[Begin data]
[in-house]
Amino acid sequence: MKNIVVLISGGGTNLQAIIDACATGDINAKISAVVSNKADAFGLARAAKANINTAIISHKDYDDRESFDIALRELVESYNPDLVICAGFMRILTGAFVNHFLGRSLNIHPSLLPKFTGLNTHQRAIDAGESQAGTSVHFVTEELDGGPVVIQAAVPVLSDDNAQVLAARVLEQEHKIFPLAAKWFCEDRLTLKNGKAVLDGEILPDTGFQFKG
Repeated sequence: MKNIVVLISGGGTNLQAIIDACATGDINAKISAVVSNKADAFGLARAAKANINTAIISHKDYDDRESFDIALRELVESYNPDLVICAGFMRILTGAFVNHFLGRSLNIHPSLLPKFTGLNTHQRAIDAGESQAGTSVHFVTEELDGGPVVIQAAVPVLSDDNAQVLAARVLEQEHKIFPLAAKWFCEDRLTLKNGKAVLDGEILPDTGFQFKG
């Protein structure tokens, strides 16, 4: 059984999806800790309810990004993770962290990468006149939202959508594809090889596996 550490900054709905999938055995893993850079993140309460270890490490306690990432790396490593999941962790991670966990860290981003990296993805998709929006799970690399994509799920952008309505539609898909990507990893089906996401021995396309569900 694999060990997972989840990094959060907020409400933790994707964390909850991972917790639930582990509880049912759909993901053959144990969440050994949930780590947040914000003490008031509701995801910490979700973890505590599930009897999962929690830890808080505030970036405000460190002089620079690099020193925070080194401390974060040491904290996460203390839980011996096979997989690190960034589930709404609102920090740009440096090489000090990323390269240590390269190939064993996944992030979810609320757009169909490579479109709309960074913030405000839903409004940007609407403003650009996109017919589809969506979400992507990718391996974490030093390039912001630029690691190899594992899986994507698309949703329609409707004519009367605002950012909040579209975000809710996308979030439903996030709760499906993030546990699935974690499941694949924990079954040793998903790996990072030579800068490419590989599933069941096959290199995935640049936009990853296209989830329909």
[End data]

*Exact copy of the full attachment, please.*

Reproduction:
[in-house]
Amino acid sequence: MKNIVVLISGGGTNLQAIIDACATGDINAKISAVVSNKADAFGLARAAKANINTAIISHKDYDDRESFDIALRELVESYNPDLVICAGFMRILTGAFVNHFLGRSLNIHPSLLPKFTGLNTHQRAIDAGESQAGTSVHFVTEELDGGPVVIQAAVPVLSDDNAQVLAARVLEQEHKIFPLAAKWFCEDRLTLKNGKAVLDGEILPDTGFQFKG
Repeated sequence: MKNIVVLISGGGTNLQAIIDACATGDINAKISAVVSNKADAFGLARAAKANINTAIISHKDYDDRESFDIALRELVESYNPDLVICAGFMRILTGAFVNHFLGRSLNIHPSLLPKFTGLNTHQRAIDAGESQAGTSVHFVTEELDGGPVVIQAAVPVLSDDNAQVLAARVLEQEHKIFPLAAKWFCEDRLTLKNGKAVLDGEILPDTGFQFKG
């Protein structure tokens, strides 16, 4: 059984999806800790309810990004993770962290990468006149939202959508594809090889596996 550490900054709905999938055995893993850079993140309460270890490490306690990432790396490593999941962790991670966990860290981003990296993805998709929006799970690399994509799920952008309505539609898909990507990893089906996401021995396309569900 694999060990997972989840990094959060907020409400933790994707964390909850991972917790639930582990509880049912759909993901053959144990969440050994949930780590947040914000003490008031509701995801910490979700973890505590599930009897999962929690830890808080505030970036405000460190002089620079690099020193925070080194401390974060040491904290996460203390839980011996096979997989690190960034589930709404609102920090740009440096090489000090990323390269240590390269190939064993996944992030979810609320757009169909490579479109709309960074913030405000839903409004940007609407403003650009996109017919589809969506979400992507990718391996974490030093390039912001630029690691190899594992899986994507698309949703329609409707004519009367605002950012909040579209975000809710996308979030439903996030709760499906993030546990699935974690499941694949924990079954040793998903790996990072030579800068490419590989599933069941096959290199995935640049936009990853296209989830329909």